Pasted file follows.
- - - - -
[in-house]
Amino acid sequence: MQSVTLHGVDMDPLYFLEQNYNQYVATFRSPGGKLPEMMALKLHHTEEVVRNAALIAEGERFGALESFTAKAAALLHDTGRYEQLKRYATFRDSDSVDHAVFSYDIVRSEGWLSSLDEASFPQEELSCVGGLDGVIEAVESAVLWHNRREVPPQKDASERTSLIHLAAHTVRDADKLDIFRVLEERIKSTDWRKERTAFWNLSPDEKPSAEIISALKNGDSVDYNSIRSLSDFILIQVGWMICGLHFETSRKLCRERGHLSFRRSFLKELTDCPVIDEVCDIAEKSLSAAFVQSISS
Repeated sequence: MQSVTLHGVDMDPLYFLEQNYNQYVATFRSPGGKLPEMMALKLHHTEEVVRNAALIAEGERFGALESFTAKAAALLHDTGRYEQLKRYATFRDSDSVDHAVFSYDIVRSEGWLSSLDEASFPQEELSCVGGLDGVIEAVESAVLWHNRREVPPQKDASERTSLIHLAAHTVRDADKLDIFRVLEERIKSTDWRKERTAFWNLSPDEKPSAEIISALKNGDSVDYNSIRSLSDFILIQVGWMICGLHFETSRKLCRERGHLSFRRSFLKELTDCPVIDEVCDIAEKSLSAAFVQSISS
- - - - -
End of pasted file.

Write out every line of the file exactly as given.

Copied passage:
[in-house]
Amino acid sequence: MQSVTLHGVDMDPLYFLEQNYNQYVATFRSPGGKLPEMMALKLHHTEEVVRNAALIAEGERFGALESFTAKAAALLHDTGRYEQLKRYATFRDSDSVDHAVFSYDIVRSEGWLSSLDEASFPQEELSCVGGLDGVIEAVESAVLWHNRREVPPQKDASERTSLIHLAAHTVRDADKLDIFRVLEERIKSTDWRKERTAFWNLSPDEKPSAEIISALKNGDSVDYNSIRSLSDFILIQVGWMICGLHFETSRKLCRERGHLSFRRSFLKELTDCPVIDEVCDIAEKSLSAAFVQSISS
Repeated sequence: MQSVTLHGVDMDPLYFLEQNYNQYVATFRSPGGKLPEMMALKLHHTEEVVRNAALIAEGERFGALESFTAKAAALLHDTGRYEQLKRYATFRDSDSVDHAVFSYDIVRSEGWLSSLDEASFPQEELSCVGGLDGVIEAVESAVLWHNRREVPPQKDASERTSLIHLAAHTVRDADKLDIFRVLEERIKSTDWRKERTAFWNLSPDEKPSAEIISALKNGDSVDYNSIRSLSDFILIQVGWMICGLHFETSRKLCRERGHLSFRRSFLKELTDCPVIDEVCDIAEKSLSAAFVQSISS